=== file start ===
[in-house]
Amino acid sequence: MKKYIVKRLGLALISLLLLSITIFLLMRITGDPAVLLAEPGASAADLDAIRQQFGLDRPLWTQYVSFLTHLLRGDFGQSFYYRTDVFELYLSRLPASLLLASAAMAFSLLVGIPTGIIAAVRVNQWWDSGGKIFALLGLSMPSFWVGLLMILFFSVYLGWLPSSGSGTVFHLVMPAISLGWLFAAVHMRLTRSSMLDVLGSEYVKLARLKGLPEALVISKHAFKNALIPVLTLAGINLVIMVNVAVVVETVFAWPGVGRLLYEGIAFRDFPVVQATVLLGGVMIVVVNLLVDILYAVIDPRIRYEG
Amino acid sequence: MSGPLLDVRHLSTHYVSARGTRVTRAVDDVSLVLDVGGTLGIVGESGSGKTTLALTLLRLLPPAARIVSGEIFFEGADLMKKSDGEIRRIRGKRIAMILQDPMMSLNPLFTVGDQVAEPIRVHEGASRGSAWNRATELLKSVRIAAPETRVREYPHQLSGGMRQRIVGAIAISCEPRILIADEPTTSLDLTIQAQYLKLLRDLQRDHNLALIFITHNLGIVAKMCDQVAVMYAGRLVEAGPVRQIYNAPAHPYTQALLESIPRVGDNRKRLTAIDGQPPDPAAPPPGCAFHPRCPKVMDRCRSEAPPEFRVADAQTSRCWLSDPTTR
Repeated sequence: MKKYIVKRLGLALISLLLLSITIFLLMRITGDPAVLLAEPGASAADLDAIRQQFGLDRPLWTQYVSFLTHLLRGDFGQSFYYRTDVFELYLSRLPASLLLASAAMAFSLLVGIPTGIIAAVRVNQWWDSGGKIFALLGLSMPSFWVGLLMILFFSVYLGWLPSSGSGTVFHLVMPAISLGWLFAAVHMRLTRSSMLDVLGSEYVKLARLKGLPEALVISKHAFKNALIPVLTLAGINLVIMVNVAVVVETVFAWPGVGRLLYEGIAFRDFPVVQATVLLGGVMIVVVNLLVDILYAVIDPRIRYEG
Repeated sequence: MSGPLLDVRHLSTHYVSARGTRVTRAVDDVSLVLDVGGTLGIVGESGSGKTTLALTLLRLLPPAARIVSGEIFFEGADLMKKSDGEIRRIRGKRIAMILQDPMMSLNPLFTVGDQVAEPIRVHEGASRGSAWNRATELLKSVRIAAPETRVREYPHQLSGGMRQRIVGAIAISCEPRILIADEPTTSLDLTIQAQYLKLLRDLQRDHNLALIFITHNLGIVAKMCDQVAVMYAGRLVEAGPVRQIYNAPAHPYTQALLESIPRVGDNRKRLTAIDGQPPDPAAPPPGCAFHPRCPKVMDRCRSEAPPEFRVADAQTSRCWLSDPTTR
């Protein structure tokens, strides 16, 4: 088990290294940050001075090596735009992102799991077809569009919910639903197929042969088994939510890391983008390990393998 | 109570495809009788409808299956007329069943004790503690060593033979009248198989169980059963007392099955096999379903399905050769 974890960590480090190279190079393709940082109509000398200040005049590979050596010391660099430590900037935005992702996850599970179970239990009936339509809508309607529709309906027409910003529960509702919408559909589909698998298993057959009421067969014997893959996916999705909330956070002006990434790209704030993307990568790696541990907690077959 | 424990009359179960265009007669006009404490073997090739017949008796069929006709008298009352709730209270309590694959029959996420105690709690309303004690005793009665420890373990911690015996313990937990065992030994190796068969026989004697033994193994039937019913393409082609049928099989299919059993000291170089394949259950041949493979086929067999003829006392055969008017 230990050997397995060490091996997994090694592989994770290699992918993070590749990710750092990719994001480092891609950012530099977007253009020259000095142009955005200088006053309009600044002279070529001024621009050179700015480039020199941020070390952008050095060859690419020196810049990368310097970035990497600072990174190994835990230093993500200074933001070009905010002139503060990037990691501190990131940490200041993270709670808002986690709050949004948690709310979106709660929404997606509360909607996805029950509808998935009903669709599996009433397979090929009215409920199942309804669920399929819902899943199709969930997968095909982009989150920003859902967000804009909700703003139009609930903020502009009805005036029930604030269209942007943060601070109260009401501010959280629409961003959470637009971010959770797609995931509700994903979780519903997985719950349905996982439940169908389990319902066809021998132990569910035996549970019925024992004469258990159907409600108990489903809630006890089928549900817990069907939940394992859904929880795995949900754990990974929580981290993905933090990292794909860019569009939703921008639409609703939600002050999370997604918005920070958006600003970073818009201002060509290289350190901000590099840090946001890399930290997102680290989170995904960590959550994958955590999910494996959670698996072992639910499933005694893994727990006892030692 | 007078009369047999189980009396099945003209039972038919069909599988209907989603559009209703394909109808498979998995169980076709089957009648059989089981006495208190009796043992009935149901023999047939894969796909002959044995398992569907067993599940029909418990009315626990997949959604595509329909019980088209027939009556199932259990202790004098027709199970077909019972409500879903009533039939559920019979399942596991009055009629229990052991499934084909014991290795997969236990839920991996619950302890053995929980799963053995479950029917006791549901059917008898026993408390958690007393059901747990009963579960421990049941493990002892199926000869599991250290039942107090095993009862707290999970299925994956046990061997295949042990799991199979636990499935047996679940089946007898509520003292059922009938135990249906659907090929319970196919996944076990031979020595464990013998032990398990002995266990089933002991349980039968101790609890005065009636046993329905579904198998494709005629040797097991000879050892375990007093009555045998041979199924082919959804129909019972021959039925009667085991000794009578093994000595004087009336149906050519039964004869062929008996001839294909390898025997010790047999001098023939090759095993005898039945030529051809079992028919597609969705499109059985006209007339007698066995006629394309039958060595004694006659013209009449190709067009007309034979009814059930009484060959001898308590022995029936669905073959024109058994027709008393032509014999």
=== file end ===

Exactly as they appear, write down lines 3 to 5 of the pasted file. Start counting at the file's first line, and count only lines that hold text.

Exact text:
Amino acid sequence: MSGPLLDVRHLSTHYVSARGTRVTRAVDDVSLVLDVGGTLGIVGESGSGKTTLALTLLRLLPPAARIVSGEIFFEGADLMKKSDGEIRRIRGKRIAMILQDPMMSLNPLFTVGDQVAEPIRVHEGASRGSAWNRATELLKSVRIAAPETRVREYPHQLSGGMRQRIVGAIAISCEPRILIADEPTTSLDLTIQAQYLKLLRDLQRDHNLALIFITHNLGIVAKMCDQVAVMYAGRLVEAGPVRQIYNAPAHPYTQALLESIPRVGDNRKRLTAIDGQPPDPAAPPPGCAFHPRCPKVMDRCRSEAPPEFRVADAQTSRCWLSDPTTR
Repeated sequence: MKKYIVKRLGLALISLLLLSITIFLLMRITGDPAVLLAEPGASAADLDAIRQQFGLDRPLWTQYVSFLTHLLRGDFGQSFYYRTDVFELYLSRLPASLLLASAAMAFSLLVGIPTGIIAAVRVNQWWDSGGKIFALLGLSMPSFWVGLLMILFFSVYLGWLPSSGSGTVFHLVMPAISLGWLFAAVHMRLTRSSMLDVLGSEYVKLARLKGLPEALVISKHAFKNALIPVLTLAGINLVIMVNVAVVVETVFAWPGVGRLLYEGIAFRDFPVVQATVLLGGVMIVVVNLLVDILYAVIDPRIRYEG
Repeated sequence: MSGPLLDVRHLSTHYVSARGTRVTRAVDDVSLVLDVGGTLGIVGESGSGKTTLALTLLRLLPPAARIVSGEIFFEGADLMKKSDGEIRRIRGKRIAMILQDPMMSLNPLFTVGDQVAEPIRVHEGASRGSAWNRATELLKSVRIAAPETRVREYPHQLSGGMRQRIVGAIAISCEPRILIADEPTTSLDLTIQAQYLKLLRDLQRDHNLALIFITHNLGIVAKMCDQVAVMYAGRLVEAGPVRQIYNAPAHPYTQALLESIPRVGDNRKRLTAIDGQPPDPAAPPPGCAFHPRCPKVMDRCRSEAPPEFRVADAQTSRCWLSDPTTR